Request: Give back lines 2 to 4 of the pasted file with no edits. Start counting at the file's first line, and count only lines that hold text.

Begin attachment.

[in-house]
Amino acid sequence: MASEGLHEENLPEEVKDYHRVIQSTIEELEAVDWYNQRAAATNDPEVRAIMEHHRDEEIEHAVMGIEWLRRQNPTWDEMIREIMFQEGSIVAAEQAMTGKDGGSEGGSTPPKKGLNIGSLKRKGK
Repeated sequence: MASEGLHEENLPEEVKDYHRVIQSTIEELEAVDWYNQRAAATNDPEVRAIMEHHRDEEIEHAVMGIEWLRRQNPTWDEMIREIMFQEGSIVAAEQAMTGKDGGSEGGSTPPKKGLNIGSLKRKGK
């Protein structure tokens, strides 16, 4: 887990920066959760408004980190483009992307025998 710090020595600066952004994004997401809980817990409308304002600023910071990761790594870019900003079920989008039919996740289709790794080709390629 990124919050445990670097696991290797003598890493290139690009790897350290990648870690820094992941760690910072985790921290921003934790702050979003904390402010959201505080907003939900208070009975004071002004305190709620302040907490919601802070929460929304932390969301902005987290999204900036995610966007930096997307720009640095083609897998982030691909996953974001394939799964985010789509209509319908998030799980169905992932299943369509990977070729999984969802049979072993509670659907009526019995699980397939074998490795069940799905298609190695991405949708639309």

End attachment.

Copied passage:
Amino acid sequence: MASEGLHEENLPEEVKDYHRVIQSTIEELEAVDWYNQRAAATNDPEVRAIMEHHRDEEIEHAVMGIEWLRRQNPTWDEMIREIMFQEGSIVAAEQAMTGKDGGSEGGSTPPKKGLNIGSLKRKGK
Repeated sequence: MASEGLHEENLPEEVKDYHRVIQSTIEELEAVDWYNQRAAATNDPEVRAIMEHHRDEEIEHAVMGIEWLRRQNPTWDEMIREIMFQEGSIVAAEQAMTGKDGGSEGGSTPPKKGLNIGSLKRKGK
């Protein structure tokens, strides 16, 4: 887990920066959760408004980190483009992307025998 710090020595600066952004994004997401809980817990409308304002600023910071990761790594870019900003079920989008039919996740289709790794080709390629 990124919050445990670097696991290797003598890493290139690009790897350290990648870690820094992941760690910072985790921290921003934790702050979003904390402010959201505080907003939900208070009975004071002004305190709620302040907490919601802070929460929304932390969301902005987290999204900036995610966007930096997307720009640095083609897998982030691909996953974001394939799964985010789509209509319908998030799980169905992932299943369509990977070729999984969802049979072993509670659907009526019995699980397939074998490795069940799905298609190695991405949708639309």